And The Australian Financial Review’s editor-in-chief, Michael Stutchbury, says near-certain prime minister in waiting Tony Abbott should look across the Tasman for an economic policy model.

“New Zealand didn’t have a mining boom to shield it from a global financial crisis recession. The February 2011, the Christchurch earthquake flattened much of the country’s second biggest city. Then came a drought. Elected in late 2008 at the start of this bad luck, John Key’s National government also had to deal with the legacy of nearly a decade of a back-sliding and big spending Labour government…Yet, while Wayne Swan’s sixth budget left Australia exiting its mining boom with a fiscal mess, English’s fifth budget a few days later confirmed that New Zealand will be back in surplus in a couple of years.”

Meanwhile in company news, The Australian Financial Review’s Andrew Cornell writes that ANZ Bank’s decision to neutralise the dividend reinvestment scheme and bonus option plan was “a surprise, but not a shock”. Commonwealth Bank and Westpac have been committed to new capital acquisition restraint.

The Australian Financial Review’s Chanticleer columnist Michael Smith says Wesfarmers boss Richard Goyder is struggling with demand from shareholders to have cash returned to them as management would like to make another transformational acquisition “to ensure Wesfarmers does not stagnate after decades of strong growth”.

Meanwhile, The Australian’s John Durie reports that Goyder believes Australians would complain less if they looked at the rest of the developed world.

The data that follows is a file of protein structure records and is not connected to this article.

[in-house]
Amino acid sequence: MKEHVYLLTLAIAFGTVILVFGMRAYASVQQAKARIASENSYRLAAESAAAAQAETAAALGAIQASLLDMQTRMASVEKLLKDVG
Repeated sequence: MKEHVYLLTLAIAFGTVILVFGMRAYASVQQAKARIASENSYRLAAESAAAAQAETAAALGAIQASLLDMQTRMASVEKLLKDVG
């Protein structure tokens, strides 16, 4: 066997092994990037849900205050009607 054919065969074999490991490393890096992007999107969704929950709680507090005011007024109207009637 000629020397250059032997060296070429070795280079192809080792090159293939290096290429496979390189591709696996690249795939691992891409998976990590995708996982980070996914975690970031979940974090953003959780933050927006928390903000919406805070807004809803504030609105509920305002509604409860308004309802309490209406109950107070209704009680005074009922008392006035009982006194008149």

Fairfax’s Elizabeth Knight says News Corp billionaire Rupert Murdoch is challenging investors to believe in his ability to restore the financial strength of his struggling print division through “his innovative management flair”.

Fairfax’s Michael Pascoe points out that Australians spend a tiny fraction of their gambling money on sports betting. If you want to tackle problem gambling, you’ve got to go way beyond Waterhouse.

The Australian’s Asia Pacific editor Rowan Callick laments the crickets he’s been hearing since the release of the Asia white paper in October.

The Australian’s economics editor David Uren says the slide in the Australian dollar is clear evidence that the US economic recovery is finally starting to take root.

While more interest rate cuts are likely to come from the Reserve Bank to help take some more heat out of the Australian dollar, the Herald Sun’s Terry McCrann doesn’t expect this to happen at the next meeting.

And The Australian Financial Review’s Jennifer Hewett probably encapsulates the admiration that journalists of all stripes have to departing Labor stalwart Martin Ferguson with this line about how he has conducted himself over his long political career:

“Along the way, he never lost his firm sense of right and wrong – including his distaste for bullshit from whatever quarter. No one could ever doubt his genuineness or his word. As a politician and as a man, he is Mr Anti-Spin.”